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Yankees manager Aaron Boone on Aaron Judge's stiff neck: 'I don't think it's that big a deal'

Yankees' Aaron Judge takes batting practice at Yankee

Yankees' Aaron Judge takes batting practice at Yankee Stadium on Tuesday July 8, 2020. Credit: Newsday/J. Conrad Williams Jr.

Aaron Judge was a late scratch from Saturday night’s intrasquad game with a stiff neck. He and the Yankees can only hope it’s not another here-we-go-again moment for the rightfielder.

“I don’t think it’s that big a deal,” Aaron Boone said after the game was cut short because of rain. “It just locked up on him when he woke up, just slept on it a little weird. So he got it worked on today. Obviously didn’t want to force anything.”

Judge, limited in his baseball activity in the first spring training because of a right rib fracture and collapsed lung that he traced back to a dive he made in the outfield last September,  only recently was cleared to begin hitting in full.

When he’s been on the field, Judge has proved himself to be one of the sport’s most complete players, but staying healthy has been an issue the last two seasons. After playing in 155 games in 2017 — when he won AL Rookie of the Year honors going away and finished second in the MVP voting — Judge was limited to 112 games in 2018 and 102 games in 2019 because of different injuries.

This one doesn’t appear to be severe, but Yankees fans likely will take a wait-and-see approach, especially after seeing a record 30 players go on the injured list last year. Many of those injuries initially were downplayed.

“Hopeful he can be in there tomorrow, but we’ll just see,” Boone said. “I don’t expect it to be a long-term thing.”  

Tanaka’s steady progress

It's been a week since Masahiro Tanaka, assisted by two trainers, walked off the Stadium mound after taking Giancarlo Stanton's 112-mph line drive off the right side of his head. The blow sent Tanaka to the hospital with a concussion and put Day 1 of Yankees Spring Training II under an immediate dark cloud.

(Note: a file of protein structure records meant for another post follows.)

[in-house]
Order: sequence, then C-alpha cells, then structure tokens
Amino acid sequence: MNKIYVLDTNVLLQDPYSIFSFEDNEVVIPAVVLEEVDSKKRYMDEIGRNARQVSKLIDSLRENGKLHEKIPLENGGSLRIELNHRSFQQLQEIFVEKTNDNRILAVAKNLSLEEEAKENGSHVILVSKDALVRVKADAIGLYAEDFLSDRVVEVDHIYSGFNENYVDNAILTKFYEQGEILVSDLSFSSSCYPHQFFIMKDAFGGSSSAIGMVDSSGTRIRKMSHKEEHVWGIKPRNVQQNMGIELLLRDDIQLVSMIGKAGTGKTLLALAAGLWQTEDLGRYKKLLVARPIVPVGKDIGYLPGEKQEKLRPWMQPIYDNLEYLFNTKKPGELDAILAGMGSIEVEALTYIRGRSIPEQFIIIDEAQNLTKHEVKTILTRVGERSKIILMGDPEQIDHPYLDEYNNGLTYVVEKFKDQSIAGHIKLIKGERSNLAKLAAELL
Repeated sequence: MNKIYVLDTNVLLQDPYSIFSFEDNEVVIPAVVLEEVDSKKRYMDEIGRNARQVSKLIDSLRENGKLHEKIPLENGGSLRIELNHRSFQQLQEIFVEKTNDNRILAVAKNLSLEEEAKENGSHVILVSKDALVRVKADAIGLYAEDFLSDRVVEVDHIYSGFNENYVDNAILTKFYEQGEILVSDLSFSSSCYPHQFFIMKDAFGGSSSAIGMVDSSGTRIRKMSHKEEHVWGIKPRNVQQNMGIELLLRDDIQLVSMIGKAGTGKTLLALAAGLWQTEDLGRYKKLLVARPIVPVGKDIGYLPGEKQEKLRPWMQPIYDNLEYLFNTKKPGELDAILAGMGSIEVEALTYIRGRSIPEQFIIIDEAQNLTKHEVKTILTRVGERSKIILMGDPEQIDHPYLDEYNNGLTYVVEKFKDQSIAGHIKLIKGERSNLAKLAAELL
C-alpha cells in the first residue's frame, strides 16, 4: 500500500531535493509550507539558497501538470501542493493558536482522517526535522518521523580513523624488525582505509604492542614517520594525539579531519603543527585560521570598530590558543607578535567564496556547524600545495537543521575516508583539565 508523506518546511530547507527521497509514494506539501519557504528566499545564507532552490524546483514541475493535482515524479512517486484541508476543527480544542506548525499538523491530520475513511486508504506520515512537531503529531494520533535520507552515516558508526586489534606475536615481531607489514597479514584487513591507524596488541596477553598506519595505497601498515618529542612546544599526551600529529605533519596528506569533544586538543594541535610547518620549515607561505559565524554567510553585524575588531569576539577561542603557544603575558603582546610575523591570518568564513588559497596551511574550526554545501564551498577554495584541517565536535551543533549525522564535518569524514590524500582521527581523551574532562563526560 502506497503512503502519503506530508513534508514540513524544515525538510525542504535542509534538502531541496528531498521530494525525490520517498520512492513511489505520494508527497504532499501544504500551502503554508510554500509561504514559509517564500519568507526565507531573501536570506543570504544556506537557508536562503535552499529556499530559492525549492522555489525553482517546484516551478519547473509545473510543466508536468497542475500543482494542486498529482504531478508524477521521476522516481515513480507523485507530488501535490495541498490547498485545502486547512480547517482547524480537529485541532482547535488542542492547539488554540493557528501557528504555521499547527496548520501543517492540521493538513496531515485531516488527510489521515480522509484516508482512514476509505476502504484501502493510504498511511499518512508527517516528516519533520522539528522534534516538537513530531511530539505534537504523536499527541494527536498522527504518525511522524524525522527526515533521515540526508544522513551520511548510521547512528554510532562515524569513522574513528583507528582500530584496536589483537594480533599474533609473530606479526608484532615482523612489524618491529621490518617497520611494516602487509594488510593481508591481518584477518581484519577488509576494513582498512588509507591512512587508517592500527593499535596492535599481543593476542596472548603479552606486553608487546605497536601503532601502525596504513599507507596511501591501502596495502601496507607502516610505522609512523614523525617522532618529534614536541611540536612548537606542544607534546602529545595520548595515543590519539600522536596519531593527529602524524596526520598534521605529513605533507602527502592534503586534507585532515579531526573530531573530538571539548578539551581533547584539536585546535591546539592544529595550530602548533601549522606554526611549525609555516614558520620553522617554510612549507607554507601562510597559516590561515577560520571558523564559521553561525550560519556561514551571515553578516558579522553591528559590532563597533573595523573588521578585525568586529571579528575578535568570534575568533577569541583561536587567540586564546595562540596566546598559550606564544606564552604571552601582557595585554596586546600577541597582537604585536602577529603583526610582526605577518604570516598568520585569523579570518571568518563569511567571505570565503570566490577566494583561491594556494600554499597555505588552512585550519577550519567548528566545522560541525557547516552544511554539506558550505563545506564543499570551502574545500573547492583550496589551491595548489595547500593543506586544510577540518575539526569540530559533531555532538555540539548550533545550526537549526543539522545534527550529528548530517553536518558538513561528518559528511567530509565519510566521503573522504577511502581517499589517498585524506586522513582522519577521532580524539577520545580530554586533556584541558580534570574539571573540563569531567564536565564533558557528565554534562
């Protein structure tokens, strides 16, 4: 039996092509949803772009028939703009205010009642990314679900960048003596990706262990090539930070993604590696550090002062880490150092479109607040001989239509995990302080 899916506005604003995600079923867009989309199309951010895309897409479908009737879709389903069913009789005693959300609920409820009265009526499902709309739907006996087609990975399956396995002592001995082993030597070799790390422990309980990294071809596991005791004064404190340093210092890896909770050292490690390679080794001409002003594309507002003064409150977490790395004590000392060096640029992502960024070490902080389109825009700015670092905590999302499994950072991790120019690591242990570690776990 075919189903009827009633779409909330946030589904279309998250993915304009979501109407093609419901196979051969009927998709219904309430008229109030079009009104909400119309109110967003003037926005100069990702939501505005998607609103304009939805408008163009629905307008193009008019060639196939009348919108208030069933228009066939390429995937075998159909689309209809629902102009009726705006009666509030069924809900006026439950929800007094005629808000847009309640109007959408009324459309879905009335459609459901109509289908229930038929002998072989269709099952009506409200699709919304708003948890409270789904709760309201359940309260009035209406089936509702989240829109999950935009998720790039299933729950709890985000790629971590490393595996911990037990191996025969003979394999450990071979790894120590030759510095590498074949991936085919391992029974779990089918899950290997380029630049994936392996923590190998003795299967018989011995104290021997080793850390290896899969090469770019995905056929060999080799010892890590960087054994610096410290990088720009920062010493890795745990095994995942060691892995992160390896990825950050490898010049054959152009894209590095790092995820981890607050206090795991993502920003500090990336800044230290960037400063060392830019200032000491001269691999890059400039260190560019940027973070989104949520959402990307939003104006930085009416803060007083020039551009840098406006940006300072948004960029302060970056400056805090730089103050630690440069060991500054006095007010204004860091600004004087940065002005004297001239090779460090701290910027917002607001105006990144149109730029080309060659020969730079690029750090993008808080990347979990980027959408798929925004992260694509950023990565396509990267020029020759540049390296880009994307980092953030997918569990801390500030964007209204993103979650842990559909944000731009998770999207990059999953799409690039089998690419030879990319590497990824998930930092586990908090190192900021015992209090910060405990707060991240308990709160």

But all indications since then have been good, starting with the fact that Tanaka felt little to no symptoms before being released from the hospital the night of the July 4 incident. He was at the Stadium the following day.

Each successive day has brought progress in that the symptoms have not returned, which allowed Tanaka to start playing some light catch a few days ago, something the righthander did again in the Stadium outfield on Saturday afternoon.  

“I mean, it's amazing,” lefthander James Paxton said Saturday. “He seems great, he seems completely normal. I think we got extremely lucky in that situation. It could have been way worse. He's bounced back incredibly. He’s acting normal. Same old Masa.”

Still, the Yankees will play it cautiously. Tanaka remains in MLB’s concussion protocol, and it is too early to declare with certainty that he’ll be ready when the regular season begins July 23.

“Moving slowly with Masa, just making sure,”  Boone said. “He has been able to play catch a couple times now, he's responding well to the elevated heart rate stuff [cardio] when he's on the bike, on the elliptical, or doing his arm care work and [he’s] responding well. But again, any time we're talking about a concussion, we're making sure we're moving slowly and smartly. So no plan in place about when exactly things are going to happen [increasing Tanaka’s baseball activities], but he is at least responding how we hoped.”

No problem

Aaron Hicks said he doesn’t think any of his teammates will have a problem following the road protocols spelled out in the operations manual. They essentially boil down to this: Stay in your hotel room other than when you’re at the ballpark.

“Yeah, all our team does is play video games,” Hicks said with a laugh. “I'm not too worried about my team and going out and getting wild because they like their video games.”

Five-man infield?

With sinkerballer Zack Britton on the mound during Saturday’s game, the Yankees at one point went with a five-man infield.

“It’s our Zack Britton package,” Boone said, adding that it would work only if one of the two outfielders was a speedster like Hicks or, as was the case Saturday, Tyler Wade. “If we have the right grouping out there and the right matchup at the plate, it is something we’d consider using.” 

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